Marketing Sciences conducted a study among younger consumers, spread across Hampshire & London which involved focus groups, a Facebook community and omnibus questions among 1,000 respondents across the UK. Our intention was to uncover the behaviours of the mainstream consumers of tomorrow.
Whereas once the younger consumer was characterised by the phrase “buy now think later”, a recent study among consumers aged between 16 & 30 has shown a markedly different approach developing.
We have all been affected in some way by the economic changes since 2007, but for many who have retained their jobs this has been an abstract, emotional effect with little real immediate impact. For younger consumers, the change has been rather brutal and perhaps it’s not surprising that it’s had an impact.
I was fortunate to graduate in an era when that meant being essentially debt free and with good prospects of securing a “graduate entry position” in some large organisation. When we consider the youngsters of today that is somewhat different.
Even those who have left college and are employed find themselves with a student debt to pay off and looking at the almost impossible dream of property ownership (where one report highlighted that the average first home is bought close to your 40th birthday). That is a harsh reality to face up to, but at least these people are in work and are learning to get buy.
Take a step further down the age spectrum and we see an anxious and uncertain group of consumers. Today’s 18 year old faces a world in which
• to go to university means incurring a debt of £36k upwards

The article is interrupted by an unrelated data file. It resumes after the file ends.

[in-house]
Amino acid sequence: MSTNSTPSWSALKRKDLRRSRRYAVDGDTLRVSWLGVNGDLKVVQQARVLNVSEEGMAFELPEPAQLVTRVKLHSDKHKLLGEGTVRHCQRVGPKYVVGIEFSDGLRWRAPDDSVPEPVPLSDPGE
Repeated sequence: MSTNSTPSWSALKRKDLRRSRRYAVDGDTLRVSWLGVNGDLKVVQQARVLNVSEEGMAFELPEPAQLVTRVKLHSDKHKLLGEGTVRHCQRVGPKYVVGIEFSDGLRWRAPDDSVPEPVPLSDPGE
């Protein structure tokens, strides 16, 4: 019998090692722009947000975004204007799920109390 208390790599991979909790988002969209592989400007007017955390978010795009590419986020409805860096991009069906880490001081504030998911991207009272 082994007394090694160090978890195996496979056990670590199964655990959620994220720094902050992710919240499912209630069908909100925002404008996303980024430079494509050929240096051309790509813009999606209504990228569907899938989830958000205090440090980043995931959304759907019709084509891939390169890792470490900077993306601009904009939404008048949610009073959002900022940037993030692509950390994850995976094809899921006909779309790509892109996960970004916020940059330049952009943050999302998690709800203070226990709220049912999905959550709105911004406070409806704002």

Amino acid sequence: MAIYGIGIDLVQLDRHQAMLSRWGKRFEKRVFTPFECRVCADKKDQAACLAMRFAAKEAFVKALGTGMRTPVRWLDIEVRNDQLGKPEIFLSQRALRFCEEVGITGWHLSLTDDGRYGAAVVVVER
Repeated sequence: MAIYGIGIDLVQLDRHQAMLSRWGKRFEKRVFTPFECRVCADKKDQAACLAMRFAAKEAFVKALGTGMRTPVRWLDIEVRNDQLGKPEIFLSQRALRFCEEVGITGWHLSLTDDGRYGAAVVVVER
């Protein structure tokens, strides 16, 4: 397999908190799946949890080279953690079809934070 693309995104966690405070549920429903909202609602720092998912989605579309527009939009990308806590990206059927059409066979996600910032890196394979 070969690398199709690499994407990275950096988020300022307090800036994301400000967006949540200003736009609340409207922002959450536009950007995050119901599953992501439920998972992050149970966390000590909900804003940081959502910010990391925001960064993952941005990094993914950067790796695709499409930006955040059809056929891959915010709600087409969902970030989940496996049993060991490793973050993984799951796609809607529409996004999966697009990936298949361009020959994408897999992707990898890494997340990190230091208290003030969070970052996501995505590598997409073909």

• having completed university and gained that cherished degree, there are fewer graduate entry positions available, meaning that their first job may well involve asking “would you like fries with that?”
It is hardly surprising then, that this group of tomorrow’s mainstream consumers have to develop new strategies to ensure that they can support their social life, interests and shopping habits. The first and arguably clearest change that we can see is that these younger consumers understand that they simply cannot spend spend spend without a care. The absence of access to credit is a reality of life to this age group and as such they are forced to spend longer considering whether any given purchase is necessary or simply desirable; the latter being instantly forgotten in a way that would have seemed implausible in the credit bubble of the 1990s.
Technology does come to the rescue of this audience to some extent, affording the possibility to research the best possible deal for any good or service, often overseas, meaning that it is easier to get what you want at a sensible price that you can afford. This eBay culture is further fuelled by a realisation that in many cases it is possible to shop on the high street for slightly inferior quality but much cheaper items. The success of Primark and Sport Direct is no surprise, they offer youngsters access to clothing that they want, which looks and feels almost as good as the “real thing” but at a fraction of the price.
What we also found is that youngsters are far less likely to have strong brand loyalty to one brand, but instead be happy to switch between a number of different brands in any given category. Apple is often the exception to this, but even here, we observe many youngsters discussing whether Apple really does warrant the price premium over Samsung or HTC products.
All of this means that brands now face a younger group of consumers who are far more rational and savvy in their shopping behaviour, meaning that communication needs to change pace and offer clear and compelling consumer benefits (value, quality, service, and convenience) rather than relying on traditional brand “values” in order to persuade the consumer to make a purchase.Subscribe